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The Great Depression and the Friedman-Schwartz Hypothesis

106 Pages Posted: 29 Jul 2004  

Lawrence J. Christiano

Northwestern University; Federal Reserve Bank of Cleveland; Federal Reserve Bank of Chicago; Federal Reserve Bank of Minneapolis; National Bureau of Economic Research (NBER)

Roberto Motto

European Central Bank (ECB)

Massimo Rostagno

European Central Bank (ECB)

Multiple version iconThere are 3 versions of this paper

Date Written: March 2004

Abstract

We evaluate the Friedman-Schwartz hypothesis that a more accommodative monetary policy could have greatly reduced the severity of the Great Depression. To do this, we first estimate a dynamic, general equilibrium model using data from the 1920s and 1930s. Although the model includes eight shocks, the story it tells about the Great Depression turns out to be a simple and familiar one. The contraction phase was primarily a consequence of a shock that induced a shift away from privately intermediated liabilities, such as demand deposits and liabilities that resemble equity, and towards currency. The slowness of the recovery from the Depression was due to a shock that increased the market power of workers. We identify a monetary base rule which responds only to the money demand shocks in the model. We solve the model with this counterfactual monetary policy rule. We then simulate the dynamic response of this model to all the estimated shocks. Based on the model analysis, we conclude that if the counterfactual policy rule had been in place in the 1930s, the Great Depression would have been relatively mild.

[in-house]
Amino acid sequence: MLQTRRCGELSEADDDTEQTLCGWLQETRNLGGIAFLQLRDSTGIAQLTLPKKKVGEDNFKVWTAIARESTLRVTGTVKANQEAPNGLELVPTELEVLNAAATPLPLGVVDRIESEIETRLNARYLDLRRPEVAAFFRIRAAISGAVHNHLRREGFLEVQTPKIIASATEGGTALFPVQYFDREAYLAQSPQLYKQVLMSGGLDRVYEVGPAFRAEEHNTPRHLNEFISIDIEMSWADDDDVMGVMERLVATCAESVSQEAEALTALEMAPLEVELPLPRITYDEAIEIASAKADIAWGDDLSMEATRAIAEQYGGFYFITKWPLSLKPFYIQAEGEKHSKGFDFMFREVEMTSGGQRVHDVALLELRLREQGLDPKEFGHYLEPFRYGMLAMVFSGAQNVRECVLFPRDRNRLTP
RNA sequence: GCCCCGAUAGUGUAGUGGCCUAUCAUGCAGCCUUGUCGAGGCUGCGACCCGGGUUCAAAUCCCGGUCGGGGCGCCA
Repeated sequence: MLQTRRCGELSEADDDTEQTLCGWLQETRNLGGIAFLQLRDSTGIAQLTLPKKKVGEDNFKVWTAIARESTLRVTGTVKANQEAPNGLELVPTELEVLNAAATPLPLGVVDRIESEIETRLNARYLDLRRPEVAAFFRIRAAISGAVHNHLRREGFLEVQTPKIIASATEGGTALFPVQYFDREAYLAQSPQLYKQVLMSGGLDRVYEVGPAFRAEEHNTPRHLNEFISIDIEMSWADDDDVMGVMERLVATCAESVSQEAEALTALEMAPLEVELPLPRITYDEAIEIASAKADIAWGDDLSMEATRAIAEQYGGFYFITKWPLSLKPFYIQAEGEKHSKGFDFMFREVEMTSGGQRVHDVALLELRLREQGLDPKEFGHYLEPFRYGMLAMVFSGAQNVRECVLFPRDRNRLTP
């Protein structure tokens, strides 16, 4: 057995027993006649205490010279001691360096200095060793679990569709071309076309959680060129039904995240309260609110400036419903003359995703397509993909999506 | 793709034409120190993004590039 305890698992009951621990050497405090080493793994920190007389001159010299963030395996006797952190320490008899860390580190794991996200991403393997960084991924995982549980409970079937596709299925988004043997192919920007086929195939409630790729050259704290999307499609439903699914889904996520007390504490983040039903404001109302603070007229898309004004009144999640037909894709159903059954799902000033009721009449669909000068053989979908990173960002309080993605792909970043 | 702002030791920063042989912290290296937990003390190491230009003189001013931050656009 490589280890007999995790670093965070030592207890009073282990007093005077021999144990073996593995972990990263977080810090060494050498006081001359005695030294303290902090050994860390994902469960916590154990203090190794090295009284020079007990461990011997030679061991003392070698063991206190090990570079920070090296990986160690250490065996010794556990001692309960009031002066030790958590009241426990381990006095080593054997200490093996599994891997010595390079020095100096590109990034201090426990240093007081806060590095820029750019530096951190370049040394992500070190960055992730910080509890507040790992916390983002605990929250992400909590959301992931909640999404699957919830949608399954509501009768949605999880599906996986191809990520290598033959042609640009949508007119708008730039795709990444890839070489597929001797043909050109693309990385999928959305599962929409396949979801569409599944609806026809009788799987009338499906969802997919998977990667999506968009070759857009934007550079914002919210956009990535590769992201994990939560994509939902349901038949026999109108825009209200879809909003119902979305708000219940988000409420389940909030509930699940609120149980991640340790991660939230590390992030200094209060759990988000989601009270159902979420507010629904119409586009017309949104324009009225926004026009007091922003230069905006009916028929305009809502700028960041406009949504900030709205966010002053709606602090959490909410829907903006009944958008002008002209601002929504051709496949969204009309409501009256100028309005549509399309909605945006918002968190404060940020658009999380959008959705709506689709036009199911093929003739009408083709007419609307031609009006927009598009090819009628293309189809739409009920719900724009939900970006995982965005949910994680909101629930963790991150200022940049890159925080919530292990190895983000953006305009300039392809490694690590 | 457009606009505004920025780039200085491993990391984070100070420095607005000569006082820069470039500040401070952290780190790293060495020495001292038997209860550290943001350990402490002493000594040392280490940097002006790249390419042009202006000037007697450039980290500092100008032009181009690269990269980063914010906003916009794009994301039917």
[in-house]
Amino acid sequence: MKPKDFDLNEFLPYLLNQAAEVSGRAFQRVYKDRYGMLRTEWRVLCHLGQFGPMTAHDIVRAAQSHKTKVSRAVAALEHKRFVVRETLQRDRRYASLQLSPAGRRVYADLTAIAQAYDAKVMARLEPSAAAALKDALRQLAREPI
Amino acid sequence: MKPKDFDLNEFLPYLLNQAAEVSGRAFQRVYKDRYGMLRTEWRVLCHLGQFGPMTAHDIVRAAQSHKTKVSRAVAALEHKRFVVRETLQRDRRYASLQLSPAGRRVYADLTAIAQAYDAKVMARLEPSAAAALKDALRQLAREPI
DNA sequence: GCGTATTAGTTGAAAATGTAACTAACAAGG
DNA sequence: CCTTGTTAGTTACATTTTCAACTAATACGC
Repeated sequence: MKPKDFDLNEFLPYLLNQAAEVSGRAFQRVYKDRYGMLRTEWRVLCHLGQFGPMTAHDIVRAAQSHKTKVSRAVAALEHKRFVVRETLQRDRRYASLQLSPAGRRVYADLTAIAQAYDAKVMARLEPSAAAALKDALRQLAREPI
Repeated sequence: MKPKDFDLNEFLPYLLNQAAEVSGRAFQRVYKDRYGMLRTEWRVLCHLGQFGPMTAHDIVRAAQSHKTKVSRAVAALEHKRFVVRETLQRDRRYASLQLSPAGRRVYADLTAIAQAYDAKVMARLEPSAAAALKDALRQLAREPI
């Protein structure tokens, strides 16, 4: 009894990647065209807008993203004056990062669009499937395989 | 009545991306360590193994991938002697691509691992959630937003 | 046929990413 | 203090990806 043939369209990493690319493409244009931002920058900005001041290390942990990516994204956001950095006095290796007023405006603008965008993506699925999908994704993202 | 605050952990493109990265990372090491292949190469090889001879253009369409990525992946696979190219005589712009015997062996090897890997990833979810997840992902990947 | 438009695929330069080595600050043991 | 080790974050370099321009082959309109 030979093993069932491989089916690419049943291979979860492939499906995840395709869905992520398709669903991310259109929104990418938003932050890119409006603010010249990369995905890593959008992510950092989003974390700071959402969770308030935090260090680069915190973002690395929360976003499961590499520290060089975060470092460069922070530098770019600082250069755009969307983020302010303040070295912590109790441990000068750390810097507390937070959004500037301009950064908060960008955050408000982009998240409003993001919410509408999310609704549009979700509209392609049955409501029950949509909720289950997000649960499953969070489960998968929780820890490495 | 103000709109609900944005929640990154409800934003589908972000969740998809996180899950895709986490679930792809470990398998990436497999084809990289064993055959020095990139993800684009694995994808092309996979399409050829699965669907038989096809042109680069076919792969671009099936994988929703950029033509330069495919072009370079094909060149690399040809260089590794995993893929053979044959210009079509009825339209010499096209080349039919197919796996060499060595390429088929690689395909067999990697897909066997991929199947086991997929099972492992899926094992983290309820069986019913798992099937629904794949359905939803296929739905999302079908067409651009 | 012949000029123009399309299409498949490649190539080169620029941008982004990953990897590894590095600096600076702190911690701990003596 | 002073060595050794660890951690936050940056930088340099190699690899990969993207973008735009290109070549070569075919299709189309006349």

Keywords: general equilibrium, lower bound, deflation, shocks

JEL Classification: E31, E40, E51, E52, E58, N12

Suggested Citation

Christiano, Lawrence J. and Motto, Roberto and Rostagno, Massimo, The Great Depression and the Friedman-Schwartz Hypothesis (March 2004). ECB Working Paper No. 326. Available at SSRN: https://ssrn.com/abstract=526989

Lawrence J. Christiano (Contact Author)

Northwestern University ( email )

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Federal Reserve Bank of Cleveland

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Federal Reserve Bank of Chicago

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Federal Reserve Bank of Minneapolis

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National Bureau of Economic Research (NBER)

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Roberto Motto

European Central Bank (ECB) ( email )

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Massimo Rostagno

European Central Bank (ECB) ( email )

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Germany
+49 69 1344 7663 (Phone)
+49 69 1344 7604 (Fax)

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